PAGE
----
With his illness under control for the bulk of his high school years, Ruben said he continued with his studies, as well as enjoying his involvement in the school marching band.


Ruben Augustin, a Richfield High School senior set to graduate virtually, was involved with the Marching Spartans Band - an experience that helped him understand life’s joyous and difficult times. (Submitted photo)

Best memory

Ruben’s best high school memory stems from his involvement in band, most specifically with the Richfield High School Marching Spartans.

That memory came about during his second year with the band.

“Our marching band’s performance in my first year was far from stellar,” he said. “Elizabeth Winslow, our director, solidified our band’s strength in a way that had not been seen before in Richfield High School’s history. That year, we had an immensely successful season. Our band constantly took second- and third-place trophies at parades, a feat that was only possible through our director’s (as well as our band’s) hard work. To top it off, our band took home the second place trophy at our state championships. When they announced that the Richfield Marching Spartans were the second-place winners, our whole band was ecstatic. To me, the experience is a constant reminder that hard work truly pays off, and I will honestly never forget the feeling of being part of my Richfield band family for the past four years,” he added.


Prior to his first year in chemistry, Ruben had never had a grade below B-minus.

That changed when he began his studies in chemistry. Though he struggled mightily that first semester, the class soon became his favorite.

“I can’t pretend that my feelings toward the class were the same as they are now,” he said. “The class stressed me to the extent I had never experienced before, and it was definitely help from friends that allowed me to earn a grade of an A-minus the following semester. Those friends set the foundation for my understanding of chemistry, and it was my own willingness to learn that allowed me to not only set higher standards for myself, but meet those standards as well. In my senior year, I decided to take a college-level chemistry course in order to once again prove to myself that no class could defeat me. Thanks to my experience in sophomore year and my willingness to learn, I once again succeeded in that college-level chemistry class.”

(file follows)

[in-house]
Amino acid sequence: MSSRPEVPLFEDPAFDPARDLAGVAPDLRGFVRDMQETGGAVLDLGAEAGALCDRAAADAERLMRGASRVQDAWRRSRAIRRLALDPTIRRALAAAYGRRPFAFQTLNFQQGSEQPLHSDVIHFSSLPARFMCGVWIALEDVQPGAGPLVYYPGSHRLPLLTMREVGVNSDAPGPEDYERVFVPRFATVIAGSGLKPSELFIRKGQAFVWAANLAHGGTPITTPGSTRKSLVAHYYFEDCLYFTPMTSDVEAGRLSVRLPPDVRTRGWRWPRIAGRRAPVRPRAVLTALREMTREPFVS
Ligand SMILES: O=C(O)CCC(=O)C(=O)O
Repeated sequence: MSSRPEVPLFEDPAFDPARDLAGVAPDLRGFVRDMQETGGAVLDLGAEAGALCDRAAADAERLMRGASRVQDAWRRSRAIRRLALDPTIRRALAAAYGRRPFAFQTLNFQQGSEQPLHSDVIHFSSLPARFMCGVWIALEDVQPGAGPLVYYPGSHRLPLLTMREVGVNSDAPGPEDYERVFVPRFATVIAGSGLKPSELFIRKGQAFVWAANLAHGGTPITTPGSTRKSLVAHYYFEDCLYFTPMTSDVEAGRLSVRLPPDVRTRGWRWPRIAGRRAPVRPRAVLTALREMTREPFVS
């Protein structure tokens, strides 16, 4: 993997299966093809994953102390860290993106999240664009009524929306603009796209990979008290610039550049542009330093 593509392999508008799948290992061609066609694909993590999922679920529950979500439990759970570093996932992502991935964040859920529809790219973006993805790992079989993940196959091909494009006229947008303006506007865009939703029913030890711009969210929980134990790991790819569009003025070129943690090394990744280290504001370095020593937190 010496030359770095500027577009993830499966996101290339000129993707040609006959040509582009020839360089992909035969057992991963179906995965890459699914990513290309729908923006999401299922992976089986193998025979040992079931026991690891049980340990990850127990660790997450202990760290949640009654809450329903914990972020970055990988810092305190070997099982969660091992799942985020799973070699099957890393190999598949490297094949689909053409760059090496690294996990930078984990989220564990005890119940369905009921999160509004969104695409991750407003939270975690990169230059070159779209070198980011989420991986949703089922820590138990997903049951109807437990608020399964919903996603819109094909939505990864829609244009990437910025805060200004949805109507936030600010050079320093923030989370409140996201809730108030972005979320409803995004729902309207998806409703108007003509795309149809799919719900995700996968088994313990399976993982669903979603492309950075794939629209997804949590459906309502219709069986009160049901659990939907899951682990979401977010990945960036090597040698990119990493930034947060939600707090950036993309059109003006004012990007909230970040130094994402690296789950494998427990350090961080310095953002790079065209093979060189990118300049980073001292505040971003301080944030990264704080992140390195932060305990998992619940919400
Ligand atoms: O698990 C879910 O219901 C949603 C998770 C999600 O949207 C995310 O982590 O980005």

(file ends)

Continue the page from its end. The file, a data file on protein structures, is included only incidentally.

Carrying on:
The future

Ruben’s immediate future will begin next fall when he enrolls at Hamline University.

He is the recipient of the Wallin Education Partners Scholarship and will pursue a degree in legal studies.

“Through my experience in the post-secondary enrollment option program and the associate’s degree that I earned from it, I expect to graduate with my bachelor’s degree in two to three years, as well as a paralegal certificate. Following that, I intend to find a stable job as a paralegal in order to finance and further my dreams of becoming a criminal defense attorney,” he said.

To get to that point, Ruben has his eye on law school.

“In five years, I intend to be in law school,” he said. “I will hold a solid job as a paralegal, while also balancing the academic demands of an education in law. Although this may sound straightforward, I am aware that life tends to have hiccups and unpredictable obstacles. However, I will do everything in my power to achieve my goals and to make my parents proud. As a lawyer, I intend to fight for true justice in the United States. Although we have a working criminal justice system in the United States, I, like many other people, would argue that it is far from perfect. My career as a lawyer will allow me to deal with such issues in person, and I will dedicate myself to minimize some of the flaws that exist in our current criminal justice system.

But before all that occurs, Ruben will participate with his fellow seniors in a virtual graduation ceremony, which has resulted from the COVID-19 pandemic.

The difficulty in not having the opportunity to walk across the stage to receive his diploma is a situation that Ruben shares with his classmates and all high school seniors across the state and country.

That’s just one of those hiccups Ruben expects along the way.

He understands that his skill set is grounded in hard work, and it’s his persistence and talents that will help him well into the future, despite those hiccups.